13. Anthony Bebbington & David Lewis & Simon Batterbury & Elizabeth Olson & M. Shameem Siddiqi, 2007. "Of texts and practices: Empowerment and organisational cultures in world bank-funded rural development programmes," Journal of Development Studies, Taylor & Francis Journals, vol. 43(4), pages 597-621.
    14. repec:ieb:wpaper:2013/6/doc2015-3 is not listed on IDEAS
    15. Bulat Sanditov & Saurabh Arora, 2015. "Social network and private provision of public goods," SPRU Working Paper Series 2015-35, SPRU - Science Policy Research Unit, University of Sussex Business School.
    16. Ohid Yaqub, 2015. "Explaining Variation in Medical Innovation: The Case of Vaccines, and the HIV AIDS effort," SPRU Working Paper Series 2015-34, SPRU - Science Policy Research Unit, University of Sussex Business School.
    17. Gert Jan Veldwisch & Alex Bolding & Philippus Wester, 2009. "Sand in the Engine: The Travails of an Irrigated Rice Scheme in Bwanje Valley, Malawi," Journal of Development Studies, Taylor & Francis Journals, vol. 45(2), pages 197-226.
    18. Matthew L. Wallace & Ismael Rafols, 2016. "Shaping the Agenda of a Grand Challenge: Institutional Mediation of Priorities in Avian Influenza Research," SPRU Working Paper Series 2016-02, SPRU - Science Policy Research Unit, University of Sussex Business School.
    19. Edwin Rap, 2006. "The success of a policy model: Irrigation management transfer in Mexico," Journal of Development Studies, Taylor & Francis Journals, vol. 42(8), pages 1301-1324.
    Full references (including those not matched with items on IDEAS)

    Citations

    Citations are extracted by the CitEc Project, subscribe to its RSS feed for this item.
    as


    Cited by:

    1. Nicola Grassano & Daniele Rotolo & Joshua Hutton & Frédérique Lang & Michael M. Hopkins, 2017. "Funding Data from Publication Acknowledgments: Coverage, Uses, and Limitations," Journal of the Association for Information Science & Technology, Association for Information Science & Technology, vol. 68(4), pages 999-1017, April.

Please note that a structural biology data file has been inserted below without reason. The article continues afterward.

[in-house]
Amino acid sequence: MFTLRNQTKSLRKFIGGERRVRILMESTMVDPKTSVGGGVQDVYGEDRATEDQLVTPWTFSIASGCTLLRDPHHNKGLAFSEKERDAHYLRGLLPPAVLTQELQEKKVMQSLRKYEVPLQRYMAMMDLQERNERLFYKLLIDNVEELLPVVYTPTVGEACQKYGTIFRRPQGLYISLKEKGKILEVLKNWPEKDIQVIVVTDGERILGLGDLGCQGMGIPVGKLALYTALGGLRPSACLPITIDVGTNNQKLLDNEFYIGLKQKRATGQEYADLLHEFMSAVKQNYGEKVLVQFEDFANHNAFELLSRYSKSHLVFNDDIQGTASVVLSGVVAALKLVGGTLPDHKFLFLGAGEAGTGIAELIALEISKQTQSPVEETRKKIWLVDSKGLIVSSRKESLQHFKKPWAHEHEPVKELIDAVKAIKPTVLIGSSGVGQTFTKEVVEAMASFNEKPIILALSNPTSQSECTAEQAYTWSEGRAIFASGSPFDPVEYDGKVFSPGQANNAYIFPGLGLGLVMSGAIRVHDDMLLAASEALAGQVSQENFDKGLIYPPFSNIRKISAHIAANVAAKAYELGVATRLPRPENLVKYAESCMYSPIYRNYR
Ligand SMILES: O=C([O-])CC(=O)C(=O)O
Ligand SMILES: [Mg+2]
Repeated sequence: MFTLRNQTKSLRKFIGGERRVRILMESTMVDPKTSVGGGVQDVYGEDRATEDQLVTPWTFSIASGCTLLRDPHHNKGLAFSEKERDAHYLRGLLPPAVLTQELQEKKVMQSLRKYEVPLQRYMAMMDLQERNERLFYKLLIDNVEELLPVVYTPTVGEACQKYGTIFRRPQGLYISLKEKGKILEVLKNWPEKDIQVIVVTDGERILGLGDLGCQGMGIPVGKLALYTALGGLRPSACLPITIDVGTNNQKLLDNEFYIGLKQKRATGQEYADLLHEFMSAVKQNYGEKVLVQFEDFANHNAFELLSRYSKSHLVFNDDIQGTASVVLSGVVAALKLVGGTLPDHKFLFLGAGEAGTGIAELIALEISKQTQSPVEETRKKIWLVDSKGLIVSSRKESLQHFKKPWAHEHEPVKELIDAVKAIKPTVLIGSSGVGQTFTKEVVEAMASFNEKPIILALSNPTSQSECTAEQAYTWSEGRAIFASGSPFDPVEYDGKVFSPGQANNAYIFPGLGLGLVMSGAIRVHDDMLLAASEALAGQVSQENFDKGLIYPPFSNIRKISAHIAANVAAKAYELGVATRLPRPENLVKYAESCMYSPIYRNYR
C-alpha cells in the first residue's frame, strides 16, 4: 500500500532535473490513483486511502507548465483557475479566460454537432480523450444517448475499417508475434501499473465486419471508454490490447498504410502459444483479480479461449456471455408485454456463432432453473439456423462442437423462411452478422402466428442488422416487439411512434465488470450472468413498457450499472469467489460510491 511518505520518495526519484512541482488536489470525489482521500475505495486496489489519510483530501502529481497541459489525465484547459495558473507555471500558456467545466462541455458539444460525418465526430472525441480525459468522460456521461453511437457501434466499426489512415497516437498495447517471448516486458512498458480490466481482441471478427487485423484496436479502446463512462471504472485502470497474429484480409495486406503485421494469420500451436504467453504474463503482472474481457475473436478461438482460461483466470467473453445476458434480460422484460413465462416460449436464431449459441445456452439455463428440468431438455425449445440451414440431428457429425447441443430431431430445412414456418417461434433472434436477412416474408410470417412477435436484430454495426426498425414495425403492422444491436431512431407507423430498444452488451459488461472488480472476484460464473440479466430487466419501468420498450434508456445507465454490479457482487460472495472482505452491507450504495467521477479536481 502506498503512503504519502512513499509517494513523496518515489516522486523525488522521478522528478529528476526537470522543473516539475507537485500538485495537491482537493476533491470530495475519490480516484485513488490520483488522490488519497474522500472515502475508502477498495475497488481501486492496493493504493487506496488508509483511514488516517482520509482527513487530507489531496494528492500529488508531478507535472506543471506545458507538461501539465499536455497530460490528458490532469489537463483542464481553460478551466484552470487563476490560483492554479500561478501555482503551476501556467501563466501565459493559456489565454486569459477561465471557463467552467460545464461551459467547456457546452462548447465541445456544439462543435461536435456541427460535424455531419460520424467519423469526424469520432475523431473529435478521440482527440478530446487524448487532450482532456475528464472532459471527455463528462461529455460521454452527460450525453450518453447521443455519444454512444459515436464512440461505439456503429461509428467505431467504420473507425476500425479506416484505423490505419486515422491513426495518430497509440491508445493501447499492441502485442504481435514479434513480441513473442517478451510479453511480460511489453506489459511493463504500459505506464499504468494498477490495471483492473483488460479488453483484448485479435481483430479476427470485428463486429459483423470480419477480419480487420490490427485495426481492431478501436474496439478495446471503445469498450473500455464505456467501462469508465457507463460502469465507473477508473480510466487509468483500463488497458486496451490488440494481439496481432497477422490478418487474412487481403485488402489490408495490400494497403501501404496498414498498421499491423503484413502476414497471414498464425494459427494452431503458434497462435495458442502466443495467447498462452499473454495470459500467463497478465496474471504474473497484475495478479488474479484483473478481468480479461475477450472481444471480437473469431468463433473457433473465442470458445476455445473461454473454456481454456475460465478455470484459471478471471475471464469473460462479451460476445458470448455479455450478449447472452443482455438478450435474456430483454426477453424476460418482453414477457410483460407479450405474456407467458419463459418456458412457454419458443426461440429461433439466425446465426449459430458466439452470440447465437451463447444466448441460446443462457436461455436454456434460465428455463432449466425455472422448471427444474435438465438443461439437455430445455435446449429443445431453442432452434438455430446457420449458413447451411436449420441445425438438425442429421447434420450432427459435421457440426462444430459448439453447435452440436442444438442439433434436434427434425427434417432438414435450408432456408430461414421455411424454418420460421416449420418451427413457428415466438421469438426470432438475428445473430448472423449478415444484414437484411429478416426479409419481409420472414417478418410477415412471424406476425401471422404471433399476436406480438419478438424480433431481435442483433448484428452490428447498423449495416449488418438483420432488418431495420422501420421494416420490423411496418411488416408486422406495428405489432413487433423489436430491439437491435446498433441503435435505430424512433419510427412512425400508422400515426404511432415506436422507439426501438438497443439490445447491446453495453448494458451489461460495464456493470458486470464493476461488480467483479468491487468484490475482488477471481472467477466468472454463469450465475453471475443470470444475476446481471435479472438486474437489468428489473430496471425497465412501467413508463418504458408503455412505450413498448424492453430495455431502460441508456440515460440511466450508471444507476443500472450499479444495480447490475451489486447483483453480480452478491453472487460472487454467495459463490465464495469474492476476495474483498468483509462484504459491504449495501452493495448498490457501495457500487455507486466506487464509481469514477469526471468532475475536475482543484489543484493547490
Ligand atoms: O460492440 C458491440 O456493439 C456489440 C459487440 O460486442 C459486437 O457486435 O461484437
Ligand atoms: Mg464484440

2. Glover, Dominic & Poole, Nigel, 2019. "Principles of innovation to build nutrition-sensitive food systems in South Asia," Food Policy, Elsevier, vol. 82(C), pages 63-73.
    3. Karoline Rogge, 2016. "Reviewing the evidence on the innovation impact of the EU Emission Trading System," SPRU Working Paper Series 2016-09, SPRU - Science Policy Research Unit, University of Sussex Business School.
    4. Mari Martiskainen, 2016. "The role of community leadership in the development of grassroots innovations," SPRU Working Paper Series 2016-10, SPRU - Science Policy Research Unit, University of Sussex Business School.
    5. Lyndsay M. C. Hayhurst & Lidieth del Socorro Cruz Centeno, 2019. "“We Are Prisoners in Our Own Homes”: Connecting the Environment, Gender-Based Violence and Sexual and Reproductive Health Rights to Sport for Development and Peace in Nicaragua," Sustainability, MDPI, vol. 11(16), pages 1-29, August.

    Most related items

    These are the items that most often cite the same works as this one and are cited by the same works as this one.
    1. Ben R. Martin, 2016. "What’s happening to our universities?," Prometheus, Taylor & Francis Journals, vol. 34(1), pages 7-24, January.
    2. Petersen, Alexander M. & Rotolo, Daniele & Leydesdorff, Loet, 2016. "A triple helix model of medical innovation: Supply, demand, and technological capabilities in terms of Medical Subject Headings," Research Policy, Elsevier, vol. 45(3), pages 666-681.
    3. Matthew L. Wallace & Ismael Rafols, 2016. "Shaping the Agenda of a Grand Challenge: Institutional Mediation of Priorities in Avian Influenza Research," SPRU Working Paper Series 2016-02, SPRU - Science Policy Research Unit, University of Sussex Business School.
    4. Emily Cox, 2015. "Opening the Black Box of Energy Security: A Study of Conceptions of Electricity Security in the UK," SPRU Working Paper Series 2015-37, SPRU - Science Policy Research Unit, University of Sussex Business School.
    5. Nicola Grassano & Daniele Rotolo & Joshua Hutton & Frédérique Lang & Michael M. Hopkins, 2017. "Funding Data from Publication Acknowledgments: Coverage, Uses, and Limitations," Journal of the Association for Information Science & Technology, Association for Information Science & Technology, vol. 68(4), pages 999-1017, April.
    6. Saurabh Arora & Naomi Baan Hofman & Vinod Koshti & Tommaso Ciarli, 2013. "Cultivating Compliance: Governance of North Indian Organic Basmati Smallholders in a Global Value Chain," Environment and Planning A, , vol. 45(8), pages 1912-1928, August.
    7. Vaughan Higgins & Jacqui Dibden, 2011. "Biosecurity, Trade Liberalisation, and the (anti)Politics of Risk Analysis: The Australia-New Zealand Apples Dispute," Environment and Planning A, , vol. 43(2), pages 393-409, February.